Posted: 11 Aug. 2023 4 min. read

Why CFOs should care about generative AI

The content of this article was composed after prompting Chat GPT-4 to distill a raw transcript extract of a 60-min conversation Deloitte Consulting's #FinanceAI leadership team. Only minor formatting, organization, and re-wording occurred during reviews.

Why does generative AI matter for CFOs?

Everywhere we turn, someone’s talking about generative artificial intelligence (GenAI)—from ChatGPT to Bard and beyond. We are on the cusp of an “iPhone moment”—a major revolution in our personal and business lives. For corporations, GenAI has the potential to transform end-to-end value chains—from customer engagement and new revenue streams to exponential automation of back-office functions such as f inance. Chief financial officers (CFOs) have the opportunity to guide the strategy for their AI-enabled organization. To start, CFOs should:

1. Understand how the finance function could be impacted

GenAI has potential to evolve every part of the finance function. Some examples may include:

Transactional finance: Activities such as billing, payments, and collections will largely be automated through AI. Finance will be able to analyze millions of contract records (for example, supplier agreements, leases) and easily decipher inconsistencies. Variance analysis (for example, actuals vs. budget) and scenario analyses will be easily produced in the format the user prefers. Reporting formats, frequency, and level of granularity will be highly flexible based on the user’s prompts.

Controllership: CFOs aren’t likely to trust AI to produce Securities and Exchange Commission (SEC) filing financials any time soon. However, highly reliable drafts for internal (for example, profit and loss by business unit and geography) and external financial reporting (for example, 10K and earnings releases) will save significant time during month and quarter end. AI will also dramatically automate activities such as journal entries and reconciliations, plus provide intelligent detection of anomalies.

Insights generation: Finance has historically struggled to meaningfully integrate financial, operational, and commercial data. Financial reporting data is often stale, limiting usefulness. Our hypothesis is that Generative AI will make it easier to ask questions and immediately get responses created from multiple disparate data sets, in real time—that’s insight.

Thoughts on talent: Finance talent will inevitably evolve. Like all prior technological disruptions, talent will learn and elevate to focus on new tasks.  Traditional finance and accounting transactional work will be automated, and new work will emerge. The “art of asking questions”—or prompt engineering, is rapidly becoming a must-have skill. Finance professionals will use their deep domain knowledge to help tune large language models (LLMs). They will help validate the AI’s outputs. The overall size of finance teams will shrink, but CFOs may need to invest in higher cost specialized, deep domain knowledge roles to scale AI strategy.

2. Leverage areas to prioritize and pilot use cases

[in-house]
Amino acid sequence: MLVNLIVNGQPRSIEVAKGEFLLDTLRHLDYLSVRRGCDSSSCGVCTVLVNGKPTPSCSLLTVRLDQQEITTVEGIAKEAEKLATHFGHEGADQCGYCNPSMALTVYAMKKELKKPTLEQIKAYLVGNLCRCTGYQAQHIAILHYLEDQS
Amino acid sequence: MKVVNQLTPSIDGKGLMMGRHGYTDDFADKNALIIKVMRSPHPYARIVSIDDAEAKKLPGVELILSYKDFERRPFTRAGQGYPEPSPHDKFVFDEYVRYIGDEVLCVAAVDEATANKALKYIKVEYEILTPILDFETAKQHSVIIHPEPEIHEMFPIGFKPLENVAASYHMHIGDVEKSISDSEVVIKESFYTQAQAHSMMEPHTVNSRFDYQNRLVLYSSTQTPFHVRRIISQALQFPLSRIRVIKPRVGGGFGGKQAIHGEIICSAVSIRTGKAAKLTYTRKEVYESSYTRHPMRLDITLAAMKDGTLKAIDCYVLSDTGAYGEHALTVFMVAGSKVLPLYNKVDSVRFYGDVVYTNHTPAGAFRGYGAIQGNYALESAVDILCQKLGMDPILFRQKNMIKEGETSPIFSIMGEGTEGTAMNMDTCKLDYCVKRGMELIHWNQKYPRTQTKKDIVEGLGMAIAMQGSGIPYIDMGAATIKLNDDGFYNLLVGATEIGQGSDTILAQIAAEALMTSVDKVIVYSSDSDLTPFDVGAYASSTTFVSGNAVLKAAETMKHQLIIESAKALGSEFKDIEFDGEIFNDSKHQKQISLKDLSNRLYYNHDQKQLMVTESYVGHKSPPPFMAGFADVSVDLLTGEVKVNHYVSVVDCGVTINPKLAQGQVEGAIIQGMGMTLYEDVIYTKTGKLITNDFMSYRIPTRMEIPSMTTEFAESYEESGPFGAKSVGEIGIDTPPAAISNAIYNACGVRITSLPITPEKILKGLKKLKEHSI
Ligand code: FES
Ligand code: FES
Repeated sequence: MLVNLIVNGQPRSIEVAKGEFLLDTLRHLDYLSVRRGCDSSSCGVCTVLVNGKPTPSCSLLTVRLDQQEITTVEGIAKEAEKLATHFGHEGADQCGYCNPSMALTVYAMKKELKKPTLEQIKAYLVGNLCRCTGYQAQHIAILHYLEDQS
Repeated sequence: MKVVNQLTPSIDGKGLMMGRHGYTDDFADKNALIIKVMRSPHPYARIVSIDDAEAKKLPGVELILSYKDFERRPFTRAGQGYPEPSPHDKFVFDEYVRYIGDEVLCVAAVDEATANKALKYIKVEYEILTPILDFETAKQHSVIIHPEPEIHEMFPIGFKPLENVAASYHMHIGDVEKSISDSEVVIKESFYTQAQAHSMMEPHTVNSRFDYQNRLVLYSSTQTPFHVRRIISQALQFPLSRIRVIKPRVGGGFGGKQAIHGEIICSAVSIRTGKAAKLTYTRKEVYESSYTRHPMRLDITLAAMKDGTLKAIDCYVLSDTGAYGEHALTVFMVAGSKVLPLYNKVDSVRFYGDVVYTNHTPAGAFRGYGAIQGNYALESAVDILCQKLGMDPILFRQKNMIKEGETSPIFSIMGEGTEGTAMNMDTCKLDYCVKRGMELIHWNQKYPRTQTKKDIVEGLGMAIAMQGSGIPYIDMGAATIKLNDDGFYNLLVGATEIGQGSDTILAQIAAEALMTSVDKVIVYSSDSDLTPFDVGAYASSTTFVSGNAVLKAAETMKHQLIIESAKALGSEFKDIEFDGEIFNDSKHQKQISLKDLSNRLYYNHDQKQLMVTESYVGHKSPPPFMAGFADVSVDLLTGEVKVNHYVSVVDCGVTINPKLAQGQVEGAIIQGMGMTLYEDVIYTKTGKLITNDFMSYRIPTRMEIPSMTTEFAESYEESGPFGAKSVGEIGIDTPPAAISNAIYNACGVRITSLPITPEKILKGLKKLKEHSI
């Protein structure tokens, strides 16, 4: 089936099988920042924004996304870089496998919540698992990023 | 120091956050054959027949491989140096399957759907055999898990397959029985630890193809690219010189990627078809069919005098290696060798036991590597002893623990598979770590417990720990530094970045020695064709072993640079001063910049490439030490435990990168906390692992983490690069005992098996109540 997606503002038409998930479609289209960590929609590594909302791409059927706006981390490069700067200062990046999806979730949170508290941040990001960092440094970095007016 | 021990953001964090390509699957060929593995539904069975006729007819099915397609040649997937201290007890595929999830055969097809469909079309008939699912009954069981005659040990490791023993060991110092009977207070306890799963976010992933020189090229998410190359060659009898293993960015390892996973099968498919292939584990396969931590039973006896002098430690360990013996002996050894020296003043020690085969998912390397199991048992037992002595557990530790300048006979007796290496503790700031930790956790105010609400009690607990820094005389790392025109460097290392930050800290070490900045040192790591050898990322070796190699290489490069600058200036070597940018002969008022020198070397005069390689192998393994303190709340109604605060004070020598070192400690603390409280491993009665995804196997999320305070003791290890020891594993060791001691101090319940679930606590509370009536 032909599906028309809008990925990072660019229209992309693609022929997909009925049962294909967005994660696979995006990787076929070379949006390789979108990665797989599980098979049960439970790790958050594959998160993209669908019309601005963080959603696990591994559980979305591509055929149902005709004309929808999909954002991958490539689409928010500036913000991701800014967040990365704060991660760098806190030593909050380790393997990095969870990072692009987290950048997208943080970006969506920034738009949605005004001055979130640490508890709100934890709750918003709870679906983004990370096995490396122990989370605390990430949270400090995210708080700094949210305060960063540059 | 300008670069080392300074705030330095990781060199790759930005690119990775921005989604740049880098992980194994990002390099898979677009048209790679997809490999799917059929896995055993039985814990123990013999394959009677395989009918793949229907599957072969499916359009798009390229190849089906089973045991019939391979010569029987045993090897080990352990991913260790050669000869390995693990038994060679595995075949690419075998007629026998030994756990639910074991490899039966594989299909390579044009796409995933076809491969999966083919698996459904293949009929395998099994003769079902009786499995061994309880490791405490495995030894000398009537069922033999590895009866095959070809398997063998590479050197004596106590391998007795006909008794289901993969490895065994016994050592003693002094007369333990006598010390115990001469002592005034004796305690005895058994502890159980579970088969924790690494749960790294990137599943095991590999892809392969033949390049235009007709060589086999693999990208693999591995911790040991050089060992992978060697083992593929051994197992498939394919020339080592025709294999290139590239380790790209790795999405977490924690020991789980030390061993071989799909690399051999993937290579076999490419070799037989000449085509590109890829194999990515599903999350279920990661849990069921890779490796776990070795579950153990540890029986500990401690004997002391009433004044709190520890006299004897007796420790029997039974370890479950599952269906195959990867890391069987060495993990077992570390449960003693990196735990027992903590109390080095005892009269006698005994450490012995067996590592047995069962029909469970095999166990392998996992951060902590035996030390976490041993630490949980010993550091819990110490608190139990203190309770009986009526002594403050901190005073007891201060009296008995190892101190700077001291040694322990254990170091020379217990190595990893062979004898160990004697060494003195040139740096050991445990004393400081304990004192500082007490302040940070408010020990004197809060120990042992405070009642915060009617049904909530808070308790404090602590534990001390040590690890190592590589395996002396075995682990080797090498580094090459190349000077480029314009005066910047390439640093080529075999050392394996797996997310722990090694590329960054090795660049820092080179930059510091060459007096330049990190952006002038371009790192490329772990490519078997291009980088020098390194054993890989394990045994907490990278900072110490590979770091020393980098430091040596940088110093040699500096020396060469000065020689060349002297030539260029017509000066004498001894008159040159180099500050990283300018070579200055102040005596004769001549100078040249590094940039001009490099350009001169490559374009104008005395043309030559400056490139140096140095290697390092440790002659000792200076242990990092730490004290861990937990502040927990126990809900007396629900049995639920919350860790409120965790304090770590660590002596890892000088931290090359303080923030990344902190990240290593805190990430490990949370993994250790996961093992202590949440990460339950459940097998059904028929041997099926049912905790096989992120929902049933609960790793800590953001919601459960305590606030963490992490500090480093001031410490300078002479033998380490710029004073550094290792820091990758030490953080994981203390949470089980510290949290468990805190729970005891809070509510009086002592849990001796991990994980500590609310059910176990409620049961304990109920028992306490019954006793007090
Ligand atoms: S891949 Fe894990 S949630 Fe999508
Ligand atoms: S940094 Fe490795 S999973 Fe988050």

For many companies, AI strategy conversations are happening across the enterprise (not just in finance). CFOs should be significant influencers in their enterprise AI strategy. Strategic collaboration between key leaders (for example, CEO, CFO), will play a vital role in the success of AI deployment and adoption. The journey should begin with a strategy and use cases to build proofs of concept with well-governed and accessible data. It doesn’t have to be perfect. The key is to learn fast and scale quickly.

3. Understand the risks

Adopting AI and data-driven tools in business come with certain risks that need to be addressed:

Governance and output validation: “Garbage in, garbage out” is likely true for GenAI. If models are trained on incomplete or poorly governed data, the output will not be reliable. CFOs should institute a process to validate the LLM outputs to build trust in the models over time.

“Hallucination”: Currently, LLMs have the tendency to confidently provide incorrect answers. AI can also inadvertently reinforce stereotypes or exclusions based on the training data set.

Unadjusted risk tolerance: AI may not comprehend the risk tolerance of an organization. Ensuring a transparent controls process (security and segregation of duties) will be paramount as AI is leveraged at scale.

4. Take the first step

As CFOs prepare to embrace AI, it’s crucial to begin conversations with your technology team to scope proofs of concepts that can be worked on over a six-month period. To maximize your chances of success, focus first on data-intensive areas that could benefit from automation or data analysis.

CFOs can develop an informed strategy around AI deployment and lead the way for the rest of the enterprise. Competing priorities, messy data, and legacy systems may pose challenges—but prototype anyway. Organizations that start early will set the foundation to iterate on their failures, double-down on successful strategies, and ultimately, lead the race in AI-driven transformation.

There will be skeptics, but the promise of AI is real, and CFOs should lead the way.


Robyn Peters
Senior Manager
Deloitte Consulting LLP
+1 214-840-1475
James Glover
Deloitte Consulting LLP
+1 212-313-1916
Gina Schaefer
Managing Director
Deloitte Consulting LLP
+1 404-631-2326

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